"What he didn't say was that Padilla had been locked in a solitary confinement cell in New York City for the past month and that Padilla was only now being taken into military custody on the eve of a scheduled court hearing that would have required the government to legally justify Padilla's continued detention.

"Instead, President Bush declared Padilla an 'enemy combatant' who posed a 'continuing, present, and grave danger' to US national security. The president said Padilla possessed intelligence information that could help prevent Al Qaeda attacks on the US.

"Some officials offered a less dramatic take on the dirty-bomb plot than Mr. Ashcroft's. Then-Deputy Defense Secretary Paul Wolfowitz told the CBS 'Early Show' that Padilla was 'in the very early stages of his planning.' He added, 'I don't think there was actually a plot beyond some fairly loose talk.'

"Nonetheless, the dirty-bomb announcement sent shock waves across the country and immediately helped justify the use of coercive interrogation techniques against Padilla, analysts say. And it gave news reporters an irresistible tag line to link to Padilla's name – 'dirty bomber.'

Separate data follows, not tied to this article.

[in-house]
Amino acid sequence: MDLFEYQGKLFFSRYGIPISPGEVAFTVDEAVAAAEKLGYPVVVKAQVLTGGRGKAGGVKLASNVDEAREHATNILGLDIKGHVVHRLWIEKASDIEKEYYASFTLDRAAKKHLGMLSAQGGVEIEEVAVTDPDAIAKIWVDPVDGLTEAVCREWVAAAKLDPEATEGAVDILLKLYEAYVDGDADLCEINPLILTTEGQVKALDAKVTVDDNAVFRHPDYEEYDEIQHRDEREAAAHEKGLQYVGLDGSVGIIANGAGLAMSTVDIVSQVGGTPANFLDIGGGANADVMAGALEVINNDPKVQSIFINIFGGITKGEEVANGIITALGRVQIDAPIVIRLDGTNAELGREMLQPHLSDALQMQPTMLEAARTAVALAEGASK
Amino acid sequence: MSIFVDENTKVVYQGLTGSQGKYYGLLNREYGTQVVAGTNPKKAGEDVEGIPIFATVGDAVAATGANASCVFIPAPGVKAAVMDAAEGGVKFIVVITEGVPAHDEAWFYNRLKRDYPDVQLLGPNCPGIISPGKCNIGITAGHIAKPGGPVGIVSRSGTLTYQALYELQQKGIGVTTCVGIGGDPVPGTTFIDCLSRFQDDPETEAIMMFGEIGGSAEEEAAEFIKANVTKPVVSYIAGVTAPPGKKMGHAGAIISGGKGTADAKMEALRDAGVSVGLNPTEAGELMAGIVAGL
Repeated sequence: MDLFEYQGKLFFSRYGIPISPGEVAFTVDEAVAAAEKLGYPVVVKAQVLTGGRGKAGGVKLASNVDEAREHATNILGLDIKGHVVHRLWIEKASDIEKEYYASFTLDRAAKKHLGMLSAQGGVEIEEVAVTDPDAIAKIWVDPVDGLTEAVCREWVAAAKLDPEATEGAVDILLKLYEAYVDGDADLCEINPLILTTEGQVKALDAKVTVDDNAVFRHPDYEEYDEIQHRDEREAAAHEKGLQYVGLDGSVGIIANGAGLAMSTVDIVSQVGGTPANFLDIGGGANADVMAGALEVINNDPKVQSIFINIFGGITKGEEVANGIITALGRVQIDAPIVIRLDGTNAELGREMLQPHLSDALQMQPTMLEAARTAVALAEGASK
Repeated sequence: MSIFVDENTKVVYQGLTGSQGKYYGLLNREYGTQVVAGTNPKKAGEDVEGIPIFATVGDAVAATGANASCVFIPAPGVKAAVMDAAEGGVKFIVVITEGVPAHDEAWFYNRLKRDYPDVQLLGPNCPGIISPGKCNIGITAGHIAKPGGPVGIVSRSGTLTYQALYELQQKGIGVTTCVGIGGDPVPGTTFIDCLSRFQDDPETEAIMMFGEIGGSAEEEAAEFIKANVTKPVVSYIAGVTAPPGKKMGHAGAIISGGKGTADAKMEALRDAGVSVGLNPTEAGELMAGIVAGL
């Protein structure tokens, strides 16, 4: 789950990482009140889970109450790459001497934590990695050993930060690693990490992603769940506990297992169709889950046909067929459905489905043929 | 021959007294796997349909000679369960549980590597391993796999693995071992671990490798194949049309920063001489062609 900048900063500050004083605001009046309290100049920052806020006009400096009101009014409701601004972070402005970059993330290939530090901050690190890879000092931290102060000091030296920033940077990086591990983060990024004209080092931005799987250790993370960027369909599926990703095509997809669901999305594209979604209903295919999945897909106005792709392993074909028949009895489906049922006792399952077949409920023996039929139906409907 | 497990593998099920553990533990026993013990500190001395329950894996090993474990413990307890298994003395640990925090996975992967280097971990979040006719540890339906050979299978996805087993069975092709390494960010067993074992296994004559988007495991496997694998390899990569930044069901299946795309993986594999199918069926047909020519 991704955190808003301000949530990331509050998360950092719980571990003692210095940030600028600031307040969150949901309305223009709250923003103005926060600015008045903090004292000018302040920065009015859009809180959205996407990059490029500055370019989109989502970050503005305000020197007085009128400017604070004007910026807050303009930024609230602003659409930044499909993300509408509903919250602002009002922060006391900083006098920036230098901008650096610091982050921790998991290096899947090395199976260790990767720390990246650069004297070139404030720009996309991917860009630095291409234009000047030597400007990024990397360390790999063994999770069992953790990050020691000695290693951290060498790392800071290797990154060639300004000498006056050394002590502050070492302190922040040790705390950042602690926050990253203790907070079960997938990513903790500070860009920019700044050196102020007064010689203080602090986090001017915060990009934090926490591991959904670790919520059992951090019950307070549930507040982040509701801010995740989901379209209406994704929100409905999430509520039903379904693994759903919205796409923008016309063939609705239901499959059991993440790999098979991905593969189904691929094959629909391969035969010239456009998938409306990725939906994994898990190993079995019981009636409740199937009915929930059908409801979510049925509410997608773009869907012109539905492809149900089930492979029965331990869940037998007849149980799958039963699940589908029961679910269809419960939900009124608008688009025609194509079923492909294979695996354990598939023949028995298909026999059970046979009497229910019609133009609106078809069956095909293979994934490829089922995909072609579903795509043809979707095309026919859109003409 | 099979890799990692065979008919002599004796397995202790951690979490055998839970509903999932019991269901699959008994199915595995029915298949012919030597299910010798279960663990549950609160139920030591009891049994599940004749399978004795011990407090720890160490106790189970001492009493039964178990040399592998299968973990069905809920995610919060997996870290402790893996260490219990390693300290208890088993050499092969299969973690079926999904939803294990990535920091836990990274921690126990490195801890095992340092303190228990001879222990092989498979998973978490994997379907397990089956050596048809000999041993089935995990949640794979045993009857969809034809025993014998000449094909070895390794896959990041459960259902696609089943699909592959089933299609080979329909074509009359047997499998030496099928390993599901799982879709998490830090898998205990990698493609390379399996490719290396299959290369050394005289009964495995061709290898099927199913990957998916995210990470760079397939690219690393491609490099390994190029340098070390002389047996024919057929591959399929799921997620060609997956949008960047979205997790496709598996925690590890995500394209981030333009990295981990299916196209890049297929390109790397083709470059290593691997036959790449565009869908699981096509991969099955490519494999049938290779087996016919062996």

"The dirty-bomb stigma would later help the government battle constitutional challenges to Padilla's military detention, according to many legal scholars. And it helped rally public support for an array of tough counter-terror policies by feeding national anxiety about possible terrorist use of weapons of mass destruction...

"The dirty-bomb allegation emerged from information obtained through a Bush administration innovation in the war on terror. That innovation called for the open-ended detention of terror suspects to facilitate aggressive, prolonged interrogations. The questioning was often accompanied by specially authorized harsh interrogation techniques, including isolation, sensory deprivation, and stress positions, among others, according to former interrogators.